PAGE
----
A Gentle And Practical Introduction To Value Investing – ValueWalk Premium
The Intelligent Investor - Benjamin Graham

A Gentle And Practical Introduction To Value Investing

A Gentle And Practical Introduction To Value Investing by Jana Vembunarayanan, Seeking Wisdom

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The Joys Of Compounding

If, in some cataclysm, all of investing knowledge were to be destroyed, and only one sentence passed on to the next generations, what statement would contain the most information in the fewest words? Without blinking my eye I would pass on the definition given by Benjamin Graham who is the father of value investing.

A Gentle And Practical Introduction To Value Investing

An investment operation is one which, upon thorough analysis, promises safety of principal and an adequate return. Operations not meeting these requirements are speculative. Benjamin Graham

We will decipher the meaning of this definition later in the course. For now I’m going to play a game by copying the definition by hand. In the process of copying I would deliberately make a single character mistake. The copied statement with a single character mistake is given below.

An invettment operation is one which, upon thorough analysis, promises safety of principal and an adequate return. Operations not meeting these requirements are speculative. My copy with a single mistake

This copied text is given to my friend who will copy it by hand and deliberately make a single character mistake at a different place. He passes his copy to his friend and this continues 150 times. The copy produced by the last person in the chain will appear as given below.

Bo jowftunfou pqfsbujpo jt pof xijdi, vqpo uipspvhi bobmztjt, qspnjtft tbgfuz pg qsjodjqbm boe bo befrvbuf sfuvso. Pqfsbujpot opu nffujoh uiftf sfrvjsfnfout bsf tqfdvmbujwf. Copy of 150 th person with 150 mistakes

If I show the last copy to a stranger and tell him that there is a relationship between this and the original definition produced by Benjamin Graham. How would he react? He would think that I’m mad and most likely he’ll run away.

The rules I used to play this game, copying with a mistake, is what evolution, in the name of mutations , played for three billion years. The diversity of life we see all around us is a result of that. What’s this got to do with value investing? Hang on to your thoughts and I’ll make it all clear before the end of this lecture.

Evolution: Who colored the mice in Arizona?

In the deserts of Arizona, million-year-old black lava flows are inhabited by rock pocket mice. In this region, the mouse can be seen in two colors dark black and sandy-colored. The dark color mouse are found most often in black lava rocks. And white color mouse are found most often in sandy-colored habitat. Take a look at the image given below. Before the lava flows all the mouse were sandy-colored. A curious mind should ask couple of questions (1) how did some mice manage to change from sandy-colored to black? (2) how did the mice organize itself according to its surroundings?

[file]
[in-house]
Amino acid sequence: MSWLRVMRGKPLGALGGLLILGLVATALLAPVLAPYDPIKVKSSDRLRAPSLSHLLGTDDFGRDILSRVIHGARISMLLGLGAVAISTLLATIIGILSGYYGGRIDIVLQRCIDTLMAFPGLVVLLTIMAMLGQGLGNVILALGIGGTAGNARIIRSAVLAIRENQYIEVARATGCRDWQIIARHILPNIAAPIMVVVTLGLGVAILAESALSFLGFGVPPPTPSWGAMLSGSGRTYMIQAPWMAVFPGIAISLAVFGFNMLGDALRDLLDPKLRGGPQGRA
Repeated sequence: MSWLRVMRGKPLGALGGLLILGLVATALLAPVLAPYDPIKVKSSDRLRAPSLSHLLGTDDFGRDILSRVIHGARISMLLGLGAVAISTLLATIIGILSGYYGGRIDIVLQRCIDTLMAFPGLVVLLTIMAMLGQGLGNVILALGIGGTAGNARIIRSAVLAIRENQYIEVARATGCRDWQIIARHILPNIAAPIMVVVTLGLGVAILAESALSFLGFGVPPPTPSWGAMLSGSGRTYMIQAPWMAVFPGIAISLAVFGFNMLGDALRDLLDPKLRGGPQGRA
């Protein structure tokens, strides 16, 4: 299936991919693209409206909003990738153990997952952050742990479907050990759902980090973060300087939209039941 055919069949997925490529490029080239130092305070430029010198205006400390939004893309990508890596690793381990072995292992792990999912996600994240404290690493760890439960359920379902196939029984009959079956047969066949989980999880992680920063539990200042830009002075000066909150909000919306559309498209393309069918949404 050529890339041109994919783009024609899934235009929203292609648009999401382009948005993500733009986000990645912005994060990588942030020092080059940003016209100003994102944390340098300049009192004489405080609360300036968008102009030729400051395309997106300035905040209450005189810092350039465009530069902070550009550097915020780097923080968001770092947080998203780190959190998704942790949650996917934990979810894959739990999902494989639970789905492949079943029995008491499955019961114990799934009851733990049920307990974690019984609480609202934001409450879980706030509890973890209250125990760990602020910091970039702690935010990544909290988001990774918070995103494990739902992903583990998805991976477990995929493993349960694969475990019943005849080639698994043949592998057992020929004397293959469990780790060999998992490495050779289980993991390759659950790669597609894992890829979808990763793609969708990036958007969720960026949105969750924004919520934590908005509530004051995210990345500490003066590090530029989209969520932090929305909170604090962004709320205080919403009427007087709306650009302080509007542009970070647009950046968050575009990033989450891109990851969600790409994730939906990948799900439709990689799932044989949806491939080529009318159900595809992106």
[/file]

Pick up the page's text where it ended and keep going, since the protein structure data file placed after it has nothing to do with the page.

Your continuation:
A Gentle And Practical Introduction To Value Investing

For the mouse to change from sandy to black color three things needs to take place. They are (1) mutations (2) natural selection and (3) time. Let us look at each one of them in detail.

Mutations: In order to reproduce, organisms must make copies of their DNA . The copying of DNA is a complex biochemical processes. And mistakes happen during the copying process. These mistakes are mutations and they are the source of all the varieties (plants, bacteria, fish, lion, monkey, and humans) that we see around us. The game that I played above contained one kind of a mistake a typo or copying error. But during a DNA copying process many kinds of mistakes are possible.

If we think of DNA as being like a written text, then the categories of mutations are just like the familiar kinds of word processing errors. The DNA of a given species ranges from millions to billions of permutations of the four letters A, C, G, and T. The most common mistake is the substitution of an incorrect letter—a typo. But there are many other kinds of events that also occur, such as deletions and insertions of blocks of letters. Copy and paste errors also occur? these result in duplication of text. Groups from just a few letters on up to entire genes, or large blocks of genes, are duplicated at a significant frequency. Blocks of DNA letters are also rearranged—by inversions and the breakage and joining of parts of text. As a result, in every new individual, there are some new mutations. – The Making of the Fittest

In a mouse there is a gene called MC1R and when mutated turns the color of the mouse from white to black. What is the probability of this gene to mutate? In a gene the place where mutation can occur is called as a site. In a mouse, on average a mutation can occur in 2 out of every billion site. There are two copies of MC1R gene. And each MC1R gene has 10 sites. This tells us that there is about a 1 in 25 million chance of a mouse having a blackcausing mutation in the MC1R gene. This shows how accurate DNA copying is. But it’s not perfect.

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